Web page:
Florida is an at-will state and employees may be fired at any time with little to no cause. However, workplace discrimination is not included in at-will terminations. If you’ve been a victim of workplace discrimination, you can – and should – fight back.
What is Workplace Discrimination?
Workplace discrimination includes any “adverse employment action” (including termination; being passed over for promotions; withholding favorable accounts, training, group work, etc.) which occurs for any of the following reasons:
- Discrimination, may or may not contribute to a hostile work environment
- Whistleblowing, also known as reporting your company for illegal actions or fraud
- Unpaid overtime or unpaid wages, including being transferred to another department without receiving commission owed or being shortchanged because of an incorrect calculation in overtime
- Existing wage and hour disputes or recently paid out disputes
If you are wondering whether you are a victim of discrimination, look for these signs.
In addition to guarding against discrimination, employers are required by law to provide a safe environment for employees. Employees should not feel harassed, nor should they be forced to endure a hostile work environment. If you feel this is not the case with your place of employment, you do not need to suffer in silence.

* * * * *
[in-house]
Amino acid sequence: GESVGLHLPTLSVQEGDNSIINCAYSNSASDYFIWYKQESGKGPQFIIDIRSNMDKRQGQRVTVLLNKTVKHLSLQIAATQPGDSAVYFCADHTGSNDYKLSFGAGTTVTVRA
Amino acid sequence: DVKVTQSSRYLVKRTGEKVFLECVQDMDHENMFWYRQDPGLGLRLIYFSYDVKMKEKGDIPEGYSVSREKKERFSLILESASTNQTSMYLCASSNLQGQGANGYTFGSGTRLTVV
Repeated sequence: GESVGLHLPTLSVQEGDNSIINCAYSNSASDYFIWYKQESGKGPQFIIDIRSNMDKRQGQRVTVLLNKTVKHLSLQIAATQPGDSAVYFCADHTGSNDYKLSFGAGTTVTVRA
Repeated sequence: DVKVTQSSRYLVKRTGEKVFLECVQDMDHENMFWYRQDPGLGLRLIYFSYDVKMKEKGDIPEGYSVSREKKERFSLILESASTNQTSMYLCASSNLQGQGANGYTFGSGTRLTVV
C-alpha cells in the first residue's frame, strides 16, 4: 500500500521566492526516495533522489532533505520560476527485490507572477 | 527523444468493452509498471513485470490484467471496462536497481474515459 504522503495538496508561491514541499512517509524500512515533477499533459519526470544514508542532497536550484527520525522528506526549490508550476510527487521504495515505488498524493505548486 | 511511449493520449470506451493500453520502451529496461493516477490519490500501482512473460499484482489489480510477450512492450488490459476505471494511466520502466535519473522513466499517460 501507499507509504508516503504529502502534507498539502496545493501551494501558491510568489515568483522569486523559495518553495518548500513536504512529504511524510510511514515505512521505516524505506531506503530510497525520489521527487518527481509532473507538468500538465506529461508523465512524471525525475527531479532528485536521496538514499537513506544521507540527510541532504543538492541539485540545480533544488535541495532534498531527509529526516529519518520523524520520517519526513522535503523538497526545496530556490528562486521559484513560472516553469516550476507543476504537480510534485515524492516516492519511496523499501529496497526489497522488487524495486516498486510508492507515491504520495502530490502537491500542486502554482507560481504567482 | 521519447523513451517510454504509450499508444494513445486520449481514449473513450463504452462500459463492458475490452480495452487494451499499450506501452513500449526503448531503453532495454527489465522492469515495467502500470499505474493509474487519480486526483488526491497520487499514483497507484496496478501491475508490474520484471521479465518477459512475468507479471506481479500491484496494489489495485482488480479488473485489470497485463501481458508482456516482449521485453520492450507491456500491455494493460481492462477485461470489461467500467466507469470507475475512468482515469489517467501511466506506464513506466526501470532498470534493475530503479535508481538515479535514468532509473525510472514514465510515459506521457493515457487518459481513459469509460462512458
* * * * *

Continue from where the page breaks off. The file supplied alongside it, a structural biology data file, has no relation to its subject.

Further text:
What Should I do if I’m being Discriminated Against?
Although the law is clear on the protected classes and the unacceptable discrimination, the burden of proof falls on the employee. Because of this you’ll want to:
- Review the events surrounding the employment action and gather up documentation to support your claims. These could include emails, notes on conversations, recordings, texts, and/or journal entries. Include the dates and times of each event as well as the people involved.
- If you’re still employed, talk to your manager or Human Resources (HR) representative about your concerns and try their recommendations on how to alleviate the problem first.
- If they are unable to resolve the issue, or if you have already been terminated, gather your documentation, including your conversations with HR and/or your manager, and consult with an attorney specializing in employment law.
Timing is Critical in Workplace Discrimination Cases
Timing plays a big role in employment discrimination cases. You have 365 days after the last “adverse employment action” to pursue a claim under Florida Law. (300 days by federal law.)
Before pursuing a claim, you have to file with the Equal Employment Opportunity Commission (EEOC) and/or the Florida Commission on Human Relations (FCHR). In Florida, there is a “workshare agreement” between the federal EEOC and the state FCHR, meaning a claim filed in one is generally accepted to be filed in both.
The commission will then investigate the allegations in the charge and may issue a right-to-sue letter. This typically takes 180 days but there is no reason to go through this process alone.
If you feel you’ve been wrongfully terminated, or have questions regarding your employment rights, contact Wenzel Fenton Cabassa, P.A. today to schedule your free consultation at 813-579-2483.
Please Note: At the time this article was written, the information contained within it was current based on the prevailing law at the time. Laws and precedents are subject to change, so this information may not be up to date. Always speak with a law firm regarding any legal situation to get the most current information available.